• Development-focused reviews. While annual reviews shouldn’t be the only tool companies use to assess performance, they can be quite helpful when combined with other tactics and techniques found in robust performance management systems. Instead of focusing on where an employee went wrong over the course of the year, reviews should focus on what those individuals should do to become even stronger members of the team. According to Gallup, 87% of millennials believe development is an important part of a job. Development-focused reviews not only help your workers become stronger, they also increase engagement and, by extension, productivity.

Neuroscience tells us that the way companies have traditionally handled performance reviews often does more harm than good. While companies may be tempted to try to streamline their programs by throwing out performance reviews altogether, doing so can cause serious problems. For example, we’ve found that when companies move toward a system based solely on real-time feedback, the entire feedback process becomes less transparent—which can demotivate employees.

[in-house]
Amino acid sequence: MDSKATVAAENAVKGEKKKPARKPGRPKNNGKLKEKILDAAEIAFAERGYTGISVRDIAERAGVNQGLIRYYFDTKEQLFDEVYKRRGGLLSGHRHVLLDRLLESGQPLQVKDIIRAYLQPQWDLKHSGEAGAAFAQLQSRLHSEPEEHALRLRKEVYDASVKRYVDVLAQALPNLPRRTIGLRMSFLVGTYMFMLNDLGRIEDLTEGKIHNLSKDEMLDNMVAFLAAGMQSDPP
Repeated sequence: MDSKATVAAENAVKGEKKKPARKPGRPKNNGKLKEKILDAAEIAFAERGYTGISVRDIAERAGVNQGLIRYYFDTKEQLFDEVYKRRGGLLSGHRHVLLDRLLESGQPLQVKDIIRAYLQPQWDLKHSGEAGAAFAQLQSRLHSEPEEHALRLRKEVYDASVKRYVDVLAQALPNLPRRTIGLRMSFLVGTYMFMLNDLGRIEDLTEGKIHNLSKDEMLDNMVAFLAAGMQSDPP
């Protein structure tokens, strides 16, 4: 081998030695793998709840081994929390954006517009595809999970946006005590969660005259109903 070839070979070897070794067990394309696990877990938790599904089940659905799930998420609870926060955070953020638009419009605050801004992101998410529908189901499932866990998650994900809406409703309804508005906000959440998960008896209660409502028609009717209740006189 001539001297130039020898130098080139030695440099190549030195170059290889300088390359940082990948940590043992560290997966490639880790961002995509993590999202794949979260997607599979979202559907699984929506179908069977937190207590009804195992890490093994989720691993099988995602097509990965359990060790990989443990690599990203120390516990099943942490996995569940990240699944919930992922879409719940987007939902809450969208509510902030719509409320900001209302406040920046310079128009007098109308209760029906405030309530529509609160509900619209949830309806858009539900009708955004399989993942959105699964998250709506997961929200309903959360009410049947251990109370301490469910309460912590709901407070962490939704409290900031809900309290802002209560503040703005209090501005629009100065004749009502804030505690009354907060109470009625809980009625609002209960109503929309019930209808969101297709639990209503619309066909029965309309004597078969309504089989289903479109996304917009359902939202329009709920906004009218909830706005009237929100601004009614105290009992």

But overhauling your performance management system so that annual reviews become one tool out of many used to measure and improve a worker’s contributions—instead of the lone qualifier--can make a huge difference.

Luckily, today’s best performance management programs are well-rounded and leverage several or all of the above tools.  Use an appraisal program that encourages employees instead of one that works against them. As a result, your employees will be more engaged and happier—making your customers happier, too.

Library
Articles
Performance Reviews

How your brain responds to performance reviews